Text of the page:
“He didn’t take his foot off the pedal, he didn’t miss a shot the last two holes,” Crowe told NationalClubGolfer.com. “He hit driver and a long iron to the par-5 17th. He always hit it long, even for the size of him; he only put on muscle after he turned pro and he was always aggressive. He wouldn’t shy away from a shot and he had the belief that he was going to pull it off.
“The old last was a tough tee shot with lots of bunkers, but he stayed aggressive, found the fairway and hit an 8-iron into the middle of the green and then holed about a 20-footer.
“That was the most impressive thing, how he kept things going. Lots of us wouldn’t have had the mindset to shoot that sort of score but he did.”
McIlroy has compared that round to his final-round 62 at Quail Hollow in 2010, another unthinkable score that netted him his first PGA TOUR win. Five of his 16 PGA TOUR titles have been won with a final-round score of 65 or lower. He shot a final-round 61 to win this year’s RBC Canadian Open and earned his first FedExCup with a closing 64 at the 2016 TOUR Championship.
He’s the only player other than Tiger Woods to win multiple majors by eight or more shots. He won his first major, the 2011 U.S. Open, with the lowest 72-hole score in that championship’s history.
His record-setting round at Royal Portrush gave an early glimpse into his uncanny ability to go low.
“There was always a feeling in Northern Ireland that we had a very big talent in Holywood, but it was only from age 12, 13 or 14 that we really started to hear about him,” BBC reporter Stephen Watson told TheOpen.com. “He started to break record after record after record, was on TV now and again and so that was how we first heard of him.”
Earlier that year, McIlroy had become the youngest winner of the West of Ireland Championship and the Irish Closed Championship.
His round at Royal Portrush only raised those expectations. News traveled quickly throughout the tiny town of Portrush. The crowds swelled as word spread.
McIlroy’s round occurred two days before the start of the 2005 Open Championship. The golf world was concentrated in St. Andrews, but reports of McIlroy’s round made its way across the Irish Sea.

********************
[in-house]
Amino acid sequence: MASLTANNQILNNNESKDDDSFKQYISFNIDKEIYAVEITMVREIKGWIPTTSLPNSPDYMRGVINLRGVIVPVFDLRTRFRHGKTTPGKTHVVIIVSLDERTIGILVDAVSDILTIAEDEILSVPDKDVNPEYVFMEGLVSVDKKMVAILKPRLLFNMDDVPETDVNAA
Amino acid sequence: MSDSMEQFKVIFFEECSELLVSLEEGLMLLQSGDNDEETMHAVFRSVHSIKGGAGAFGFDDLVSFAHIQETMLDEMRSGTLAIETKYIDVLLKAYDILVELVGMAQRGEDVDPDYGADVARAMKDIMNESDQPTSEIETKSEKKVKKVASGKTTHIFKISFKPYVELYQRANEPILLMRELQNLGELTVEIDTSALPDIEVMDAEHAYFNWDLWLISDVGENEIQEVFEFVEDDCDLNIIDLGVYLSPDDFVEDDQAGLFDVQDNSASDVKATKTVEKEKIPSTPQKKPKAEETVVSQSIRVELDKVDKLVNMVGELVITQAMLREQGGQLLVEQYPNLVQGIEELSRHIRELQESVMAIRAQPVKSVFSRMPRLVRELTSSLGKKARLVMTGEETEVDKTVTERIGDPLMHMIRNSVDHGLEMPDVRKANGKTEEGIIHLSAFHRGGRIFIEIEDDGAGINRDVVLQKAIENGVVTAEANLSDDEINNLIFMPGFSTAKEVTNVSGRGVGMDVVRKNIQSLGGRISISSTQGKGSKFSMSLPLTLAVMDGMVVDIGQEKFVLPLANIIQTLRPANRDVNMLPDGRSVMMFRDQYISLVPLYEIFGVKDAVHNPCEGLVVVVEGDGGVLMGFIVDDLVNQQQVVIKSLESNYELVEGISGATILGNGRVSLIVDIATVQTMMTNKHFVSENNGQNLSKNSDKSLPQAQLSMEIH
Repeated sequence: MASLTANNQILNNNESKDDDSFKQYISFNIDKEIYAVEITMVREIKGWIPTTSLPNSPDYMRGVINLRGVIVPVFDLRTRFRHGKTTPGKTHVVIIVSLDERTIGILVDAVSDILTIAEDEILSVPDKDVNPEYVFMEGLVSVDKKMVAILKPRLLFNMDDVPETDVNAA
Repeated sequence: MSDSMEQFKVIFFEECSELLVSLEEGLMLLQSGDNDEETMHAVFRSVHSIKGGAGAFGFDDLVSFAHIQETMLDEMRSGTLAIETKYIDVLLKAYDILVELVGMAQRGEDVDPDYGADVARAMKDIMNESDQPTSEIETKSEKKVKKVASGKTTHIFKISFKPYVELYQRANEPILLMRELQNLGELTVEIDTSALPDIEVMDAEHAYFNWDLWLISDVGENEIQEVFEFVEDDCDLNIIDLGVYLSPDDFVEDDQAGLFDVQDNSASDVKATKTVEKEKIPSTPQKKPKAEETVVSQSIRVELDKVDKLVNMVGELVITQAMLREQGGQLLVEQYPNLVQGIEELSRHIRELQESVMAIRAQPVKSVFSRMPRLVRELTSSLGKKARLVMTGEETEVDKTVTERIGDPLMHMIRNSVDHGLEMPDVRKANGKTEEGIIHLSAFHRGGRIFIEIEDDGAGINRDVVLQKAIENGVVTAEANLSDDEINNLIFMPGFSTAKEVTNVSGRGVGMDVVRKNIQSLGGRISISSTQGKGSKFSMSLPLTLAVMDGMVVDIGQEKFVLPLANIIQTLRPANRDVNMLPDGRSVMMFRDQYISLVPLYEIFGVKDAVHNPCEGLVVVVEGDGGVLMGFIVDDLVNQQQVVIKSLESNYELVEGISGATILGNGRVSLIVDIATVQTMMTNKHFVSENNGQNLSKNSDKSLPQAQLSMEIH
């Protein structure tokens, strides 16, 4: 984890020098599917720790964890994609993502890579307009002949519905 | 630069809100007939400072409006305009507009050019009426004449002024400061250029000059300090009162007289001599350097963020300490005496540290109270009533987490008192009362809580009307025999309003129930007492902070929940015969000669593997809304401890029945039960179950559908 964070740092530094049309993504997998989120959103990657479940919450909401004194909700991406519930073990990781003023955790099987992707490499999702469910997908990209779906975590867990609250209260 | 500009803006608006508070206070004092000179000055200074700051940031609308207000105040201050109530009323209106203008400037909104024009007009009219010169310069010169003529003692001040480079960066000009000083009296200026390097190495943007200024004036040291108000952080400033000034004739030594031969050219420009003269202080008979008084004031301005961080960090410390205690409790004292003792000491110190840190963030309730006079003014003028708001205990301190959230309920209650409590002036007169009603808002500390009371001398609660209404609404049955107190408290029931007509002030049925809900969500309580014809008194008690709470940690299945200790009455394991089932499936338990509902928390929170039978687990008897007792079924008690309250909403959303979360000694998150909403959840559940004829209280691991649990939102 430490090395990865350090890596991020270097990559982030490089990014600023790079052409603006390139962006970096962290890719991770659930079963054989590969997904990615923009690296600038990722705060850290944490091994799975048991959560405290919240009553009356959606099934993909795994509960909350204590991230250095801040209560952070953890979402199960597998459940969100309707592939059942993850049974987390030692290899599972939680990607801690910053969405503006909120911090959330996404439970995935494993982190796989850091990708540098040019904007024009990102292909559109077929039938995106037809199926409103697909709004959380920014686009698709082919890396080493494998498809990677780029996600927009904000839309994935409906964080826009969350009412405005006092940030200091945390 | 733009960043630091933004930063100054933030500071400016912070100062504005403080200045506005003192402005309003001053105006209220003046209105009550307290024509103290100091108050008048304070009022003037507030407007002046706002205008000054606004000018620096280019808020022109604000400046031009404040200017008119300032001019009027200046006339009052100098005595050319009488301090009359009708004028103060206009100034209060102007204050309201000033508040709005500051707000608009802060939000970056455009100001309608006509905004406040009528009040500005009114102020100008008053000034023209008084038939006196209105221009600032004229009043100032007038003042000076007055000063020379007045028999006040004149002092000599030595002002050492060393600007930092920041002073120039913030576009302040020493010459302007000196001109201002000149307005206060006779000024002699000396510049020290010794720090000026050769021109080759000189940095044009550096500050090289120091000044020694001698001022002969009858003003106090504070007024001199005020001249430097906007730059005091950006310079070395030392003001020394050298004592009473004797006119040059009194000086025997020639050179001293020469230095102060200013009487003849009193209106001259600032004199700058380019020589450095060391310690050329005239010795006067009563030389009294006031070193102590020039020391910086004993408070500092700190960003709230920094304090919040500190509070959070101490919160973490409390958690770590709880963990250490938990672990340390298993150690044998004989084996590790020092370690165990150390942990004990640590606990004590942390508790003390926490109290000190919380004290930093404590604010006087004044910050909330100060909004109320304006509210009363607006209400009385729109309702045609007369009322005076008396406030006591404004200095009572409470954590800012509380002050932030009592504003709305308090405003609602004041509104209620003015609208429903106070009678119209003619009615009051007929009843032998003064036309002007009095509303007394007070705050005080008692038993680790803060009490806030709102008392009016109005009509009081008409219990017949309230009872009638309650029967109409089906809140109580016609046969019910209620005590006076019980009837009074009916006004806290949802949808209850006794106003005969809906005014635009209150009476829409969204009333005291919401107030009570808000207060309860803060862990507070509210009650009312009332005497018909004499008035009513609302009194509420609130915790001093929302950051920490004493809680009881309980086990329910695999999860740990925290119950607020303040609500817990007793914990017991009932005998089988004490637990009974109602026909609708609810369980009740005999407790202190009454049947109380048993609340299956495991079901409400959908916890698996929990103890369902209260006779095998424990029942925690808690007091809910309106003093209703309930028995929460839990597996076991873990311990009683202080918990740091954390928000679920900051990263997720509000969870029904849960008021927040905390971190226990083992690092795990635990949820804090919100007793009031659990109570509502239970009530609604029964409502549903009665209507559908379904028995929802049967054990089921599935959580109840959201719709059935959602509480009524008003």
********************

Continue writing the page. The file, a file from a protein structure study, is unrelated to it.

Darren Clarke, who plays out of Portrush, met McIlroy years earlier and gave the prodigy his phone number so he was available for advice. “He was just different” than the typical teenager, Clarke said.
When Clarke walked off St. Andrews’ famous 18th green after his practice round, one of the first queries from the assembled press was about McIlroy’s round. It’s not often that a top-20 player gets asked about an amateur, but that illustrates the significance of the score.
“We said, ‘Did you hear what Rory did in the North?’” recalls Irish journalist Brian Keogh. “He was taken aback and we were all amazed at such a low score.”
Clarke sent a congratulatory text to McIlroy. Graeme McDowell said that round changed his perception of his younger countryman.
“You hear about the next great thing. ‘We’ve got this kid, he’s playing at plus-7 (handicap) and blah, blah, blah,’” McDowell said. “Then he shot 61 in the first round of qualifying for the North of Ireland and I’m like, ‘Really? OK. Hold on. Now I have to pay a little more attention to this.’
“That was probably the first time that I realized we had something pretty special on our hands.”
Fourteen years later, that 61 remains a touchstone for McIlroy. When he won the RBC Canadian Open last month, he acknowledged feeling the same way as he did in 2005.
“It’s almost like you’re out of your own body and looking at yourself play,” he explained. “… If I could bottle that feeling and take it with me week to week, I would. Sort of comes and goes.
“Just a matter of being confident with your game and everything sort of falling into place.”
Now McIlroy returns home, back to Royal Portrush, hoping it all falls into place again. This time, the stakes – just like the lean teenager who has grown into one of the world’s best golfers – are much bigger.